4 Things I wish I knew when I first became a Designer

oh, to be 21 again…. Fresh out of Design school, and ready to conquer the world.


The thing is my career was wide open. There were as many options within the Interior Design field as you could imagine. Since commercial design did not appeal to me, residential was the way I was going to go.


I started out working for a builder designing model homes. This was so much fun! When a model home needed staging I would go to the warehouse and pick out what I needed and then spend the week putting it together. If I needed anything additional, I would go shopping. It was a hard life!

It was great! I even worked in the office occastionally drawing floor plans,  making renderings of the models, and preparing samples for the model home.

It was a dream job…

Until that builder merged with another company. A much bigger company that did not need a local designer. They brought everything in from Atlanta. They brought a truck full of furniture and accessories and I don’t know, maybe the designers were on the truck too. Ha!

 I could have stayed in the office and done the drawings. But I knew I needed more than that. My ADHD side would not be stuck in an office. 

There are some things I wish I knew when I graduate Design College.

#1   I wish I knew that I did not have to be everything to everyone. 

When you first start out, you want to take any and every job you can. You want to try everything to see what you love best. But, I did that for way too long. There is no room to be picky when you need to pay bills. I have done everything from paint murals, sew drapery, and do full construction projects. When you are a perfectionist, your craft can take forever cause you never want to stop “fixing it”. I would tell a client that her kid’s mural would take 4 hours and it would be 8! What I have learned is that just because I can do it, that doesn’t mean I need to do it for hire. Now I stick to the things I can fit in my schedule,  that I can complete efficiently, and do well.  In order to enjoy what I do, I need to make sure that I have time for my family. This balance has given me a renewed joy.

That leads me to my next thing I wish I knew when I first started. 

#2   I wish I knew how to estimate my time.

Most projects people need to know what it will cost and estimating each project was difficult at first. Of course, this would come with experience. But you have no idea how many hours I would pour into each project. Each new client got the complete experience even if it killed me to deliver it. That is just who I am.


#3   I wish I knew the value of networking with other designers.

I had a couple brushes with some designer snobs that pushed me away from the Interior Design community for a long time. I let a few bad apples ruin a lot of years of potential growth from others. Now I am apart of National Kitchen and Bath Association (NKBA)  I’m even a local chapter officer. I look forward to meeting with other designers and learning from and with them. Nashville has lots of designers, but that is not intimidating anymore. It feels great to be with others that share the same passion and talent. Not only locally,  but I have tuned into an awesome on-line community as well. Reaching out of my island has opened up so many amazing changes and in my business and personal growth. I am learning everyday and am able to bring those things back to my clients.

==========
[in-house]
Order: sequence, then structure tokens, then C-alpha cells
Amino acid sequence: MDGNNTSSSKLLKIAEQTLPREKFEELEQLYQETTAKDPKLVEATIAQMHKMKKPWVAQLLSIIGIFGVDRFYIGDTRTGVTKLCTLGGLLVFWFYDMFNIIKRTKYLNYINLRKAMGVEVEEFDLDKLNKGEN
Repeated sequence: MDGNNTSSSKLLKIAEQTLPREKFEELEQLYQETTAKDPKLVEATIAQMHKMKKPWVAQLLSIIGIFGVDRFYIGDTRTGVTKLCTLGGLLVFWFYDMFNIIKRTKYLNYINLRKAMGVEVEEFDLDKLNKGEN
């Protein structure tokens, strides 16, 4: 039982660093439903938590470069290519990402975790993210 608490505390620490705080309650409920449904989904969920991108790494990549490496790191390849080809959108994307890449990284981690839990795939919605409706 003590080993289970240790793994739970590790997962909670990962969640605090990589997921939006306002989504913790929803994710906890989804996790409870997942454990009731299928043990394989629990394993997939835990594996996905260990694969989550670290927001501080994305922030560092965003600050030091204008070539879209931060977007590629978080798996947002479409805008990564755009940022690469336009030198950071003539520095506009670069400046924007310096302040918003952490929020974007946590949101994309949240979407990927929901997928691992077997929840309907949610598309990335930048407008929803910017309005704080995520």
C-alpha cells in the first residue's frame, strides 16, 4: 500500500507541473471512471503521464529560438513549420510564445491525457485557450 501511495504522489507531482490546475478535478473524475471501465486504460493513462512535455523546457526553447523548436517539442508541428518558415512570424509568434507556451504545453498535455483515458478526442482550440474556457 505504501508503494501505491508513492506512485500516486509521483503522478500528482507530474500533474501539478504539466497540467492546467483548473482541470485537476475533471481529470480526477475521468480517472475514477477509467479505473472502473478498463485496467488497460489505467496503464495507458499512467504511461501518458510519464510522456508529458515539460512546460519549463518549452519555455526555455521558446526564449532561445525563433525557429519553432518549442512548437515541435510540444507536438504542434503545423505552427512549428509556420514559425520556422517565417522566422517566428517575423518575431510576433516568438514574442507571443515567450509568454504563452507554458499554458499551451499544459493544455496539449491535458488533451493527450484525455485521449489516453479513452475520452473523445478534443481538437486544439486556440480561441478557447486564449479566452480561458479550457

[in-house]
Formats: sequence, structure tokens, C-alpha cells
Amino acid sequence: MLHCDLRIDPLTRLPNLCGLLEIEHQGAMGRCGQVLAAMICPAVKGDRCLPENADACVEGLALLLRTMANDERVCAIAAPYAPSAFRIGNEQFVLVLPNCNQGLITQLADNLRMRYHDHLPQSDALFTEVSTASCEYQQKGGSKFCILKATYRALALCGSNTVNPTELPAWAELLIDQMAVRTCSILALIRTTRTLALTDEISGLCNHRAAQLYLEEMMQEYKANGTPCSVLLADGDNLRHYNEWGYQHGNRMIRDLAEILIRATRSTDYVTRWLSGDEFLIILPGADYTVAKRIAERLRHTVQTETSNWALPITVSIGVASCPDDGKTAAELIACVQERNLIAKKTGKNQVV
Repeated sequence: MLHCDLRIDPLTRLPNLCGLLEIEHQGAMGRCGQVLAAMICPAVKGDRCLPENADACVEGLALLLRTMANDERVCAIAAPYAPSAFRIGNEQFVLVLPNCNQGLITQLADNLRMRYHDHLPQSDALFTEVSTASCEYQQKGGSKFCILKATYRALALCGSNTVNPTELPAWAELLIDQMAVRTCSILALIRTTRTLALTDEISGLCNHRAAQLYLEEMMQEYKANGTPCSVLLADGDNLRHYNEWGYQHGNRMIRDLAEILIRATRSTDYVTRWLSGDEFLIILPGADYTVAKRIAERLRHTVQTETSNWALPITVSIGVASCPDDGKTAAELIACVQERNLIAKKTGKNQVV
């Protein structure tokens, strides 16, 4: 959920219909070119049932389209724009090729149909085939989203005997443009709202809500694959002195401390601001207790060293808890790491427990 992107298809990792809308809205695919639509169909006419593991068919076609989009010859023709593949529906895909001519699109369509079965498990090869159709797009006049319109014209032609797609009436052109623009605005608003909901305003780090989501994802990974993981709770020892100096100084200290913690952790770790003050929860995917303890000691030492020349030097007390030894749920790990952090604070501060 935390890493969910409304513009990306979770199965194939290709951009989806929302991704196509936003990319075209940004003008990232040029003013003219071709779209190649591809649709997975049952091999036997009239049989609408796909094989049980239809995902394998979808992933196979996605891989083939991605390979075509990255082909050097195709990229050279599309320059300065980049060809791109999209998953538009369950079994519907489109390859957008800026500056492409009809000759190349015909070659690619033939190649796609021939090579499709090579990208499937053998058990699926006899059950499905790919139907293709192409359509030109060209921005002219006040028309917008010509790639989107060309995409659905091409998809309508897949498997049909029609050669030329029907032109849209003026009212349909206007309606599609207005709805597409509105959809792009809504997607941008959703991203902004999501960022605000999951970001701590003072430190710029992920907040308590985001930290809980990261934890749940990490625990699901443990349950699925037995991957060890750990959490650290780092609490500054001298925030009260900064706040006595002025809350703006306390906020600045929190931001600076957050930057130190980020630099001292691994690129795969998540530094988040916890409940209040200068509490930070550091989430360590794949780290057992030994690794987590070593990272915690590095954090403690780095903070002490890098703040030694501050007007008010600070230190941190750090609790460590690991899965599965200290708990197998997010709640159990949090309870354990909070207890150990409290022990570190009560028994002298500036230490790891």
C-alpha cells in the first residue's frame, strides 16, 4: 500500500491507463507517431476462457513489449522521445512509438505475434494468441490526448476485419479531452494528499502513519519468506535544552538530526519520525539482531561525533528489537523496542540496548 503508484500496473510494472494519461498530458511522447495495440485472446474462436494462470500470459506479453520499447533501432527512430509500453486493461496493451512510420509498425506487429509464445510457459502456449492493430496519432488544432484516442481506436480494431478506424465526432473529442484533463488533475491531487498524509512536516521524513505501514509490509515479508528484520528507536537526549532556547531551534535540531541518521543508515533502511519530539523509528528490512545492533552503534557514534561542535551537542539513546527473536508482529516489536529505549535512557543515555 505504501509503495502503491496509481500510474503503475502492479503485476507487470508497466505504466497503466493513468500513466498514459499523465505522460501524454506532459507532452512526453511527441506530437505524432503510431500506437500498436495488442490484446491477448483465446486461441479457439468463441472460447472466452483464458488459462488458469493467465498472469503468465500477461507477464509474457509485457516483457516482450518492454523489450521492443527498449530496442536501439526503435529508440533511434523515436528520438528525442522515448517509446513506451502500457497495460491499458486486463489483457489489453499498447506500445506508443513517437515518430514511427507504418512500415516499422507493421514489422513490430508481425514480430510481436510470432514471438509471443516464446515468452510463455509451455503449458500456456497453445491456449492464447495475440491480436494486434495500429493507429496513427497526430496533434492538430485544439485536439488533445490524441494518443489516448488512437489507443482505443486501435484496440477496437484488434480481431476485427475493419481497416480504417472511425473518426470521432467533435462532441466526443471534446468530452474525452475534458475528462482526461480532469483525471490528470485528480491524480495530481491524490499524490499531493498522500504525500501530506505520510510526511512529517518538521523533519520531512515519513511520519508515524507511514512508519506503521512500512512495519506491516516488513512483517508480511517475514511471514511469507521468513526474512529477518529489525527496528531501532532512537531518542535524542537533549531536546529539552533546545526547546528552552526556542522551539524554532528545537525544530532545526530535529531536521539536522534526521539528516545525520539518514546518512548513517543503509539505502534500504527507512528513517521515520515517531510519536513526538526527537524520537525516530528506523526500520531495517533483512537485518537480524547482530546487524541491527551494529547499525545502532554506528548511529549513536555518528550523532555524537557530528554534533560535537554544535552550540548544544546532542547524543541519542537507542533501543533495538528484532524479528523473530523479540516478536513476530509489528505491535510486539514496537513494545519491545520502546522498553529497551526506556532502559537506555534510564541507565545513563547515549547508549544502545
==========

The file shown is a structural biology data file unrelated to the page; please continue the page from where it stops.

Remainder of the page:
#4   I wish I knew how to sell myself.

What is funny is that right after designing model homes, I went into selling furniture. I became great at selling furniture. But I was a designer first. I would sketch out each client’s room, I would make sure everything coordinated and then when it was all put together, the design would sell itself. Well, it may seem like a free service, but for what you paid for our furniture, you definitely paid for my time. I had to do a mind shift when I went on my own. I had to be confident in the gifts and talents God gave me. And anyone who wanted only free advice didn’t really value me. And we have to move on from those people no matter what we do for a living. We have to know what we bring to the table and own it.

Now I know...

I am good at what I do. I provide an amazing service with a lot of value. For the client that is just starting out with me, I have design packages that spell out exactly what you get. For my return clients, I still walk them through their individual design plan. At every stage, my clients know where we are at and what our timeline and goal is. I am a designer that has invested in professional training and continues education and learning industry standards. I am constantly looking at what is new with each vendor, and attend industry trade shows. I meet with other designers to brainstorm and streamline my processes. I am organized, thorough, and want to create a space that will reflect my client –not me.  My clients are happy. PERIOD. I have great relationships with all of them. Relationships that have meant a lot to me. I am blessed and love serving those I work for to make beautiful spaces they will enjoy.


My college experience was great. But I learned a lot after Design College. Every experience has taught me something that school could not.  Even now I work part time for a Kitchen and Bath firm and am learning so much from them. I never want to stop learning. This is an ever changing and exciting field.  I love what I do and will continue to work hard at being the best I can be.